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As a Jr.Linuxadmin and aspring DevOps engineer, in which order should I learn?
5 points by shivajikobardan 8 months ago | hide | past | favorite | 5 comments
My current skillset: Linux, SQL basics,nginx, bash scripting.

Skill I want to learn:

- Web security defense

- operating system, coa and system performance

- sql procedures, pl/sql

- ansible

- rest apis and django

- networking commands and linux

- data structures

- design and analysis of algorithms

- docker

- kubernetes

- python scripting for devops

- linux security and hardening

- regular expressions

- bash projects




1. Depends what you want to do and where. For example, there's relatively few companies doing any stored procedures at all, but there are also companies that enforce them religiously. Same for kubernetes - are you trying to get in somewhere that uses it?

2. Many points are a lot of huge things really. All the security things for example. Should you know basics like understanding Owasp top 10 - sure. Should you know about ebpf used for line speed matching against known/hypothetical issues - eh, probably not yet. Same with data structures: Knowing about hashes vs lists and something about indexes - sure; writing your own b+tree - meh (unless you want to apply to a company that may want to include it in the interview).

Basically what I'm trying to say is: find out what is actually going to be likely useful, split those things into many levels, get some really basic understanding of each, then see what's useful for you next. Also keep in mind that "regular expressions" is a week of fun to learn, but "kubernetes" or "Web security defense" is a full career.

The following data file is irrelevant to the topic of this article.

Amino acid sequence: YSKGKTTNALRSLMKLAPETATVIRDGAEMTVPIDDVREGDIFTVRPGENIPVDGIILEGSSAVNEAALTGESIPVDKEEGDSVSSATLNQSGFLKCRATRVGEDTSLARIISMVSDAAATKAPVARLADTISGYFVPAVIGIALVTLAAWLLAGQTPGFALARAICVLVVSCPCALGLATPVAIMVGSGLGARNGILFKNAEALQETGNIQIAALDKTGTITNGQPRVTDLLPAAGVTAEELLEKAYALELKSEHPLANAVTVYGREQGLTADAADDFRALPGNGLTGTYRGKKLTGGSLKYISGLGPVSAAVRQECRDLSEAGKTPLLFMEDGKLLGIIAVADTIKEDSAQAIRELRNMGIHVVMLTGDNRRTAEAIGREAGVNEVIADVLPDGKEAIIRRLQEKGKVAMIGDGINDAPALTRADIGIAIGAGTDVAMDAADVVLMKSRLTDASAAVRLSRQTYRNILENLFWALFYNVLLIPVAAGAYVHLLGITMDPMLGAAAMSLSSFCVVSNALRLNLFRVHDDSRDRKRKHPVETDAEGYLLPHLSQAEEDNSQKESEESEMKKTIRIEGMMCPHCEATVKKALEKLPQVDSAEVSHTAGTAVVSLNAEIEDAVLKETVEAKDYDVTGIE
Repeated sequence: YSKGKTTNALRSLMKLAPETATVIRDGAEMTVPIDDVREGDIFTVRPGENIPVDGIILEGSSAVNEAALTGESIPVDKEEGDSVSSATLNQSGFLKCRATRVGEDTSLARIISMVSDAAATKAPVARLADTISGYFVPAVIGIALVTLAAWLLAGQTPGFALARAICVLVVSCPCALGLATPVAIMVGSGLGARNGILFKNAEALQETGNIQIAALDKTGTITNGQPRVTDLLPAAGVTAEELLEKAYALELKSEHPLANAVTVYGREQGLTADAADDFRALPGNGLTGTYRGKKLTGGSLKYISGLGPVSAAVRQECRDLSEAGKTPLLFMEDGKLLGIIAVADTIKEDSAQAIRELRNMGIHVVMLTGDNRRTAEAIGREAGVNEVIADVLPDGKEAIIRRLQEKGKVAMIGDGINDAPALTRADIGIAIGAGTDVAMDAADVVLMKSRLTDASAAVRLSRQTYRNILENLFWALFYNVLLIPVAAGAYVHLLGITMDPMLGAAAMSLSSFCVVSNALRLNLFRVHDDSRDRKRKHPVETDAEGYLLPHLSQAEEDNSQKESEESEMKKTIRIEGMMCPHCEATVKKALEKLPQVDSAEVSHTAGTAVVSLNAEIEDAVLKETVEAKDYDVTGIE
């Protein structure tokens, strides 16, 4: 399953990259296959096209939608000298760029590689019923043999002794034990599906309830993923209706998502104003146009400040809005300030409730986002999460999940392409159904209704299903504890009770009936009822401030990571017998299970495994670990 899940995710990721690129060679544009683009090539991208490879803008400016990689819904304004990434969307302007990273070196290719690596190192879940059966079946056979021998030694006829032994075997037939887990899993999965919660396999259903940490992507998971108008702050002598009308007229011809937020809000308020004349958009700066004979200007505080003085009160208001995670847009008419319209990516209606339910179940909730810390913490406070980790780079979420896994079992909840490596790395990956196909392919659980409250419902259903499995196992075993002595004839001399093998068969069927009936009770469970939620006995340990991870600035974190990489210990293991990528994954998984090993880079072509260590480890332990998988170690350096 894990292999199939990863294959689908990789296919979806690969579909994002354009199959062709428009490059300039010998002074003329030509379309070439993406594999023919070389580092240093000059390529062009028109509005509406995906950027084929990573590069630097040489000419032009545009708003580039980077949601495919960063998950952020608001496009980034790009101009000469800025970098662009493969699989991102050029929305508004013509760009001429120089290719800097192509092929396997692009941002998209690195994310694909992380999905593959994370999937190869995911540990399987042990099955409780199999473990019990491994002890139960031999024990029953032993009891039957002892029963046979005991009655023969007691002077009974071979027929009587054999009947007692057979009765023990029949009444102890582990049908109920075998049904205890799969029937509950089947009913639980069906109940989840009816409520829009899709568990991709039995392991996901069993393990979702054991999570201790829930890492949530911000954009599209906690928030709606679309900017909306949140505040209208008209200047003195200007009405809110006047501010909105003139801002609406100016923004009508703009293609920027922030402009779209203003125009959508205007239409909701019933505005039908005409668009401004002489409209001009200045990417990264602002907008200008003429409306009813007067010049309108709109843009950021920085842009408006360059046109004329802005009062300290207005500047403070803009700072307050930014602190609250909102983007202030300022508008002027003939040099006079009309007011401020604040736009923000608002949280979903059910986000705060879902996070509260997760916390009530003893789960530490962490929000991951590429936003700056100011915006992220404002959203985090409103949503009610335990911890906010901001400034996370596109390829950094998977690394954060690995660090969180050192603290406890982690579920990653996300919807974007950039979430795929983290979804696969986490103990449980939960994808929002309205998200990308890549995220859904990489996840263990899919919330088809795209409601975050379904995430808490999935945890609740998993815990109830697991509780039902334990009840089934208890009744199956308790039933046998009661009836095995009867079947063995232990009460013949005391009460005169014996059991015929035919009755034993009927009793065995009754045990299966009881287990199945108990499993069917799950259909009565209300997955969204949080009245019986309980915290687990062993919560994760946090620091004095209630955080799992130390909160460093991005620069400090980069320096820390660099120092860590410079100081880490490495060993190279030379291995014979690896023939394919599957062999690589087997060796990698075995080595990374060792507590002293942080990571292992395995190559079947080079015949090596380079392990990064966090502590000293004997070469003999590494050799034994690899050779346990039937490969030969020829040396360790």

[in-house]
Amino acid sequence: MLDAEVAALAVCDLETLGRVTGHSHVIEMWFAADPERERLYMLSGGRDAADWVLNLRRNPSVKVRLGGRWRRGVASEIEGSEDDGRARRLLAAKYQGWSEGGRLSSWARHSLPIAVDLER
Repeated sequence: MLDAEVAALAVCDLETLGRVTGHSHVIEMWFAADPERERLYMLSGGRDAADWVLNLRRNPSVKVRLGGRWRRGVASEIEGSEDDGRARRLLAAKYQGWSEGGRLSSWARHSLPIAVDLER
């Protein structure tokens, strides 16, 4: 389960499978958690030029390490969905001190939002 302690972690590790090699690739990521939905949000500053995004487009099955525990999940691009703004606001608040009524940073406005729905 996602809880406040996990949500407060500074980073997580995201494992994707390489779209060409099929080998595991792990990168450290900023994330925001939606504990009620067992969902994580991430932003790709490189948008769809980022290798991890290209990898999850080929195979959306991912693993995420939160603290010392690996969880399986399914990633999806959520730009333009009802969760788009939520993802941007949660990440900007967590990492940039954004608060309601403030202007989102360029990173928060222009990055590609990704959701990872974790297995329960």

It depends if you want quick results or long-term understanding.

I started 22 years ago by learning bottom-up: operating system internals, network protocols, programming language theory, etc.

It made everything else much easier to understand, and still pay dividends today. Things click much faster if you know what's behind that shiny new tool.

If you want to be in the cutting edge of SRE/Platform, focus heavily on programming skills. Python or Go but whatever you like, honestly. The goal is to be good at software engineering, not programming.

For quick results: Kubernetes, Docker, Ansible, a public cloud provider, Jenkins or any other CI. That helps you get a job today and keep learning through more difficult projects. Without a job, you'll run out of real-world cool projects. The tutorials and learning projects get boring fast.

I'm afraid there is no linear path to follow. Curiosity goes a long way. Always think about the big picture when thinking about infrastructure. Consider the timespan of solutions.



For a career in operations, I would recommend learning from the bottom up: Networking and Operating Systems.


What you posted is the perfect order. Start at the top, and work towards the bottom.

If you keep agonizing over what to learn instead of actually learning, you will wake up one morning to realize that you haven't learned anything. Don't think about it. Do it.




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